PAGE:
Fat is one of the three main macronutrients (along with carbohydrates and protein) that our bodies need to function and survive.

Getting enough healthy fats is essential for growth and development, especially for kids.

Why do we need fat? 

  • To build the brain. Fat gives the structure to cell membranes and myelin (the fatty sheath surrounding nerve fibres which helps with nerve transmission).
  • To help with cell signalling and repair. 
  • To produce hormones
  • To absorb fat soluble vitamins (A,D,E and K). 
  • For healthy skin. 
  • To maintain body temperature. 
  • Its provides a source of fuel for the body. 
  • It protects vital organs by holding them in place and cushioning them.

Plus many more important roles!

This article is going to focus on the benefits of fat for the brain.

First of all, let me explain a bit more about the different types of fat we can eat.

There are 3 main categories of fats: unsaturated, saturated and transfats.

Unsaturated Fats 

This category of fat can be broken down further into monounsaturated and polyunsaturated.

Monounsaturated: 

  • Avocados
  • Nuts
  • Olives
  • Canola oils

Polyunsaturated: 

  • Omega 3 fatty acids: Seeds and oily fish such as tuna and salmon
  • Omega 6 fatty acids: Nuts, seeds, vegetable oils (corn, safflower)

Saturated Fats

This has been generally simplified to include the following foods

  • Dairy foods; butter, cream, full fat milk and cheese.
  • Meats.
  • Palm and coconut oil.  

However the reality is a bit more complex. Most foods contain a mix of saturated fat, monounsaturated fat and polyunsaturated fat.

Dairy will generally have more saturated fat than unsaturated fat, but meats will generally have more unsaturated fat. And an organic, free to roam animal will have a much better fatty acid profile than a caged or intensively farmed animal.

Transfats

  • Packaged and processed foods i.e. fast foods, deep fried foods, baked goods.
  • Trans fats are often hidden on food labels with terms such as ‘hydrogenated vegetable oil’, so be cautious!

The foods we eat have a big impact on the structure and health of our brains.

Eating healthy fats daily can help nourish, protect, and support optimum brain function.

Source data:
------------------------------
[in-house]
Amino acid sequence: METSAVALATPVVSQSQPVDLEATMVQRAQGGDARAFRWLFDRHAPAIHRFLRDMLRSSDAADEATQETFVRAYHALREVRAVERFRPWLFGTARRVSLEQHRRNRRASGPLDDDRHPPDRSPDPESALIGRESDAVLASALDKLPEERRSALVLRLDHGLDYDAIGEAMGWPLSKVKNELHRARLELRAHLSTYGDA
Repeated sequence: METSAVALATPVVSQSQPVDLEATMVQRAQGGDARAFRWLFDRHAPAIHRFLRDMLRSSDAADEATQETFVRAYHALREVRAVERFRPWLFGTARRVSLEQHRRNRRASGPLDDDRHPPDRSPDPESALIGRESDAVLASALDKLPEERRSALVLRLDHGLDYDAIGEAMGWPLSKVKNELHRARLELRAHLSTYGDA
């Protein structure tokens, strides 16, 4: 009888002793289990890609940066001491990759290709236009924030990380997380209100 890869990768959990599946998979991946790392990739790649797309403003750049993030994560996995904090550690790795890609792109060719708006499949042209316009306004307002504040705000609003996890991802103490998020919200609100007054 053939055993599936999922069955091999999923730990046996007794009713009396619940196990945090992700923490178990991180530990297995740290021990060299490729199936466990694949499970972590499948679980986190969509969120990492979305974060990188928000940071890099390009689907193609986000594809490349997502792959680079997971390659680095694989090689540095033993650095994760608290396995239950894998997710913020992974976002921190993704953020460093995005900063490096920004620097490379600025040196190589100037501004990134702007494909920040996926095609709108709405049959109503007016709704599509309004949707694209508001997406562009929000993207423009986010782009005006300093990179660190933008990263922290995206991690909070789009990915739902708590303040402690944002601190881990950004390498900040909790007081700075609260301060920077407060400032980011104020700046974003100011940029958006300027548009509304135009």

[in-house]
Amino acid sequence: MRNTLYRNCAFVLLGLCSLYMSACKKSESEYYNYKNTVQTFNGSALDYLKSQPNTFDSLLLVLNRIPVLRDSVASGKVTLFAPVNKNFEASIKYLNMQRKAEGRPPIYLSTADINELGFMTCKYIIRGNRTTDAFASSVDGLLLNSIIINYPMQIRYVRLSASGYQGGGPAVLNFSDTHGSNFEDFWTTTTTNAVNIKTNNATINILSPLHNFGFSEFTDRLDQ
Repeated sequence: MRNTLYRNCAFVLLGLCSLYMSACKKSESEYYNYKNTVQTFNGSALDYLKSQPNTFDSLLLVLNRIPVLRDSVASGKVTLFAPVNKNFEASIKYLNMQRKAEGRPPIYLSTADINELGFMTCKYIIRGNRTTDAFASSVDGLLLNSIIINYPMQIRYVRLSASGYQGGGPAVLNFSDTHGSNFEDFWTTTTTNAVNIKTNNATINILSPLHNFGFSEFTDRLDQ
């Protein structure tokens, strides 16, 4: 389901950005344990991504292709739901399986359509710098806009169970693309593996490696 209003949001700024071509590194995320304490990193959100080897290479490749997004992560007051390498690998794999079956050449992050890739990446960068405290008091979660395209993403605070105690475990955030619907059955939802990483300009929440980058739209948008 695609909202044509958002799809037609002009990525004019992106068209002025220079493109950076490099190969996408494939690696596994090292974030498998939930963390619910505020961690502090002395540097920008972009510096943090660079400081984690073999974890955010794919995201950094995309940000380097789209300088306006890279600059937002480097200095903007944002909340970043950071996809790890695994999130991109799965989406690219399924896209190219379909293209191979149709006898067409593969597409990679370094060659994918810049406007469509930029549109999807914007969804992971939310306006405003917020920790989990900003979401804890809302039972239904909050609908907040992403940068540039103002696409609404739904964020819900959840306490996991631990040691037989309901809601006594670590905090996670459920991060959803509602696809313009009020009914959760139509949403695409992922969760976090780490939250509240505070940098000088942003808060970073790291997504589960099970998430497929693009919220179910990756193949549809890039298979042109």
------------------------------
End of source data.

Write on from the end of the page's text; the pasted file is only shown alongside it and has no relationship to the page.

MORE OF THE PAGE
The best fatty foods to give your child a brain boost 

Oily fish:  These fish are one of the highest sources of omega 3 fatty acids which help to build membranes around brain cells and improve the structure of brain neurons. They also play a role in brain development and reducing inflammation.

Salmon, trout, mackerel, tuna and sardines are great sources and essential brain foods. 

Eggs: A high source of B vitamins – B6, B12, and folic acid, known to reduce levels of homocysteine, which is important for good capacity to think clearly.

Egg yolk contains high amounts of choline which is essential for the memory-boosting brain chemical called acetylcholine.

The saturated fat in eggs helps to boost memory skills and overall brain health. 

Avocados: Avocados are a rich source of healthy monounsaturated fats, helping to lower the risk of brain issues by promoting healthy blood flow throughout the body and brain.

Increased blood flow to the brain equals a more functional brain! 

Nuts: Nuts contain a great amount of unsaturated fats (including omega 3’s and 6’s) and vitamin E. These help your brain function better.

Great nuts to include in your child’s diet include almonds, walnuts, hazelnuts and pecans.

Unsalted, raw nuts are best, and a great snack or salad addition. 

Seeds: Chia seeds and flax seeds are high in omega 3 fatty acids and antioxidants.  The omega 3s work to protect the blood vessels and may reduce inflammation in the brain. They also play a role in brain development.

Pumpkin seeds are a high source of zinc, vital for enhancing memory and thinking skills. They also contain magnesium, B vitamins and tryptophan, the precursor for serotonin (the happy chemical) in the brain. 

Olive oil: A rich source of monounsaturated fat which helps to improve memory and protect the brain. You can easily add olive oil as a salad dressing, or use as a cooking oil. 

Dark chocolate: Perfect as a treat or dessert. Dark chocolate is high in flavonoids, a type of antioxidant, which are essential for brain health. Antioxidants work to reduce oxidative stress in the highly susceptible brain, helping to prevent cognitive decline and brain illnesses.

Dark chocolate is also seen to improve brain plasticity, a crucial aspect of children’s learning ability. 

Always make sure to choose high quality chocolate with at least 70% cocoa. 

Cooking oils: Coconut oil, butter, and ghee are sources of saturated fats which are good for cooking as they are heat stable.

Coconut oil contains lauric acid, a fatty acid that is readily used by the body and brain for energy.

Butter and ghee contain linoleic acids, associated with metabolic health promoting properties.

Ghee may be a good option for some dairy free or casein free diets as the milk proteins are removed. 

Fats to limit in the diet

Industrial seed oils such as soybean, canola and corn oils. These oils imbalance the omega 6 to omega 3 ratio in the body, and are often full of additives.  Instead, choose traditional fats such as olive oil, coconut oil, butter, and ghee. 

Trans fats: should be avoided completely. These include processed/packaged foods and fast foods. 

Summary

Fat is not the enemy.

Fat is a critical macronutrient, just like carbohydrate or protein.

The type of fat matters, and the most important thing to remember is to avoid transfats. This is the fat in processed food and takeaways.

Next steps

Do you feel overwhelmed about what to feed your child. Do you feel like you need more personalised guidance?

I would be happy to work with you and your family to make sure what you are eating is feeding your brains!

Drop me an email or make an appointment to fast track your progress towards a healthier diet.